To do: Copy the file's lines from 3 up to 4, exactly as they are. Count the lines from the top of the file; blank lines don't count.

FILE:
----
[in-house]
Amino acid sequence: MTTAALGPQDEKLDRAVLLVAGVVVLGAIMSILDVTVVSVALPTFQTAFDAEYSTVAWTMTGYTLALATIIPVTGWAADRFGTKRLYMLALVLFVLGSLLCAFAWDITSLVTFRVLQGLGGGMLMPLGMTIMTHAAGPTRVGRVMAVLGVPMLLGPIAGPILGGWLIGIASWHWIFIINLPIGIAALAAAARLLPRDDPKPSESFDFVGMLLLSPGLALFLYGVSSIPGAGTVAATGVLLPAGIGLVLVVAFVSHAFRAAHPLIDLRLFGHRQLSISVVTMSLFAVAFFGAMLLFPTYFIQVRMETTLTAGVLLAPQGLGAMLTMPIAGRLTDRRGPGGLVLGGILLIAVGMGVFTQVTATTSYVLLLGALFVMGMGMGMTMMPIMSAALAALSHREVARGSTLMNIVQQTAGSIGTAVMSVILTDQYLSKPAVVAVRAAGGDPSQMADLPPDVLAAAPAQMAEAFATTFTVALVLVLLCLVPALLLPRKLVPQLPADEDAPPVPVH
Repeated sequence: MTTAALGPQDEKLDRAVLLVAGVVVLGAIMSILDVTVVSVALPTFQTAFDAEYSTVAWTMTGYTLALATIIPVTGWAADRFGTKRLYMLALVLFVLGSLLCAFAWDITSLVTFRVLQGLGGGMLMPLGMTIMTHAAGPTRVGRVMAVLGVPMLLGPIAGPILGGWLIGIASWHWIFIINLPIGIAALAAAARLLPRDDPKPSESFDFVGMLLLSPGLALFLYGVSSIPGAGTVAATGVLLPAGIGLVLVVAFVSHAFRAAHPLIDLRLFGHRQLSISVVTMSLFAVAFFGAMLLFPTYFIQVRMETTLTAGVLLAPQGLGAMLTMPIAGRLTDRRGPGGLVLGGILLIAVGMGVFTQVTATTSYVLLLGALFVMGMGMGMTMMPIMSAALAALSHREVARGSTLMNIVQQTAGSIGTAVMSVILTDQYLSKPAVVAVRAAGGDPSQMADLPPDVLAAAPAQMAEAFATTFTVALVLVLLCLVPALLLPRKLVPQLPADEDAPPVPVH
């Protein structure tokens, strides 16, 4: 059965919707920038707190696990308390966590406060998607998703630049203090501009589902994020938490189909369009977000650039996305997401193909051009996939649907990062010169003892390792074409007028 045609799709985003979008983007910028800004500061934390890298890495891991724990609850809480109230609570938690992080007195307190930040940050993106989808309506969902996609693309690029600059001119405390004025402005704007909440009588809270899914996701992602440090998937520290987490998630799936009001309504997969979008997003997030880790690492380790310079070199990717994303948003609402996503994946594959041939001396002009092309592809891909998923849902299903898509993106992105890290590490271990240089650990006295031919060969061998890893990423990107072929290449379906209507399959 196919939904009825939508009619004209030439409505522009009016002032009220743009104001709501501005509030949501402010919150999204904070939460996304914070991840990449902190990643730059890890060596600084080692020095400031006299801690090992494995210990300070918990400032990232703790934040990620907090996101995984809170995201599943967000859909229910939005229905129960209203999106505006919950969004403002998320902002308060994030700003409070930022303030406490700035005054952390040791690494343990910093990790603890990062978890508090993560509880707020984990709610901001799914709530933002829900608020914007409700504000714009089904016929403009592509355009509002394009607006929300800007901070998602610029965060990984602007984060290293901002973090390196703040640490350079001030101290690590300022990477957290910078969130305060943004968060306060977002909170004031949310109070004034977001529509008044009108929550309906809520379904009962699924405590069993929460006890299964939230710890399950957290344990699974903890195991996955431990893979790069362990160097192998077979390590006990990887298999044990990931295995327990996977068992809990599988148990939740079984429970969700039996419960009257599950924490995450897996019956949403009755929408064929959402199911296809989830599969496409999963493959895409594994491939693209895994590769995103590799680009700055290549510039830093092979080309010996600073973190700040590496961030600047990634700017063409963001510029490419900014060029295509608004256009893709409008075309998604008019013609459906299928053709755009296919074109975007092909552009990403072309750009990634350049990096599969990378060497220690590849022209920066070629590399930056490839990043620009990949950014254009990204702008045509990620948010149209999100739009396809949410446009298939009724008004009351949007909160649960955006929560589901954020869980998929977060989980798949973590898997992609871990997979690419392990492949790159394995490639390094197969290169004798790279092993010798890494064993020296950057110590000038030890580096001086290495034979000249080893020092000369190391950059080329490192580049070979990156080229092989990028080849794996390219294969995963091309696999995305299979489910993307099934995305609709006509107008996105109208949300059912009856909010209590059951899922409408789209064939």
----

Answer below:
Repeated sequence: MTTAALGPQDEKLDRAVLLVAGVVVLGAIMSILDVTVVSVALPTFQTAFDAEYSTVAWTMTGYTLALATIIPVTGWAADRFGTKRLYMLALVLFVLGSLLCAFAWDITSLVTFRVLQGLGGGMLMPLGMTIMTHAAGPTRVGRVMAVLGVPMLLGPIAGPILGGWLIGIASWHWIFIINLPIGIAALAAAARLLPRDDPKPSESFDFVGMLLLSPGLALFLYGVSSIPGAGTVAATGVLLPAGIGLVLVVAFVSHAFRAAHPLIDLRLFGHRQLSISVVTMSLFAVAFFGAMLLFPTYFIQVRMETTLTAGVLLAPQGLGAMLTMPIAGRLTDRRGPGGLVLGGILLIAVGMGVFTQVTATTSYVLLLGALFVMGMGMGMTMMPIMSAALAALSHREVARGSTLMNIVQQTAGSIGTAVMSVILTDQYLSKPAVVAVRAAGGDPSQMADLPPDVLAAAPAQMAEAFATTFTVALVLVLLCLVPALLLPRKLVPQLPADEDAPPVPVH
């Protein structure tokens, strides 16, 4: 059965919707920038707190696990308390966590406060998607998703630049203090501009589902994020938490189909369009977000650039996305997401193909051009996939649907990062010169003892390792074409007028 045609799709985003979008983007910028800004500061934390890298890495891991724990609850809480109230609570938690992080007195307190930040940050993106989808309506969902996609693309690029600059001119405390004025402005704007909440009588809270899914996701992602440090998937520290987490998630799936009001309504997969979008997003997030880790690492380790310079070199990717994303948003609402996503994946594959041939001396002009092309592809891909998923849902299903898509993106992105890290590490271990240089650990006295031919060969061998890893990423990107072929290449379906209507399959 196919939904009825939508009619004209030439409505522009009016002032009220743009104001709501501005509030949501402010919150999204904070939460996304914070991840990449902190990643730059890890060596600084080692020095400031006299801690090992494995210990300070918990400032990232703790934040990620907090996101995984809170995201599943967000859909229910939005229905129960209203999106505006919950969004403002998320902002308060994030700003409070930022303030406490700035005054952390040791690494343990910093990790603890990062978890508090993560509880707020984990709610901001799914709530933002829900608020914007409700504000714009089904016929403009592509355009509002394009607006929300800007901070998602610029965060990984602007984060290293901002973090390196703040640490350079001030101290690590300022990477957290910078969130305060943004968060306060977002909170004031949310109070004034977001529509008044009108929550309906809520379904009962699924405590069993929460006890299964939230710890399950957290344990699974903890195991996955431990893979790069362990160097192998077979390590006990990887298999044990990931295995327990996977068992809990599988148990939740079984429970969700039996419960009257599950924490995450897996019956949403009755929408064929959402199911296809989830599969496409999963493959895409594994491939693209895994590769995103590799680009700055290549510039830093092979080309010996600073973190700040590496961030600047990634700017063409963001510029490419900014060029295509608004256009893709409008075309998604008019013609459906299928053709755009296919074109975007092909552009990403072309750009990634350049990096599969990378060497220690590849022209920066070629590399930056490839990043620009990949950014254009990204702008045509990620948010149209999100739009396809949410446009298939009724008004009351949007909160649960955006929560589901954020869980998929977060989980798949973590898997992609871990997979690419392990492949790159394995490639390094197969290169004798790279092993010798890494064993020296950057110590000038030890580096001086290495034979000249080893020092000369190391950059080329490192580049070979990156080229092989990028080849794996390219294969995963091309696999995305299979489910993307099934995305609709006509107008996105109208949300059912009856909010209590059951899922409408789209064939």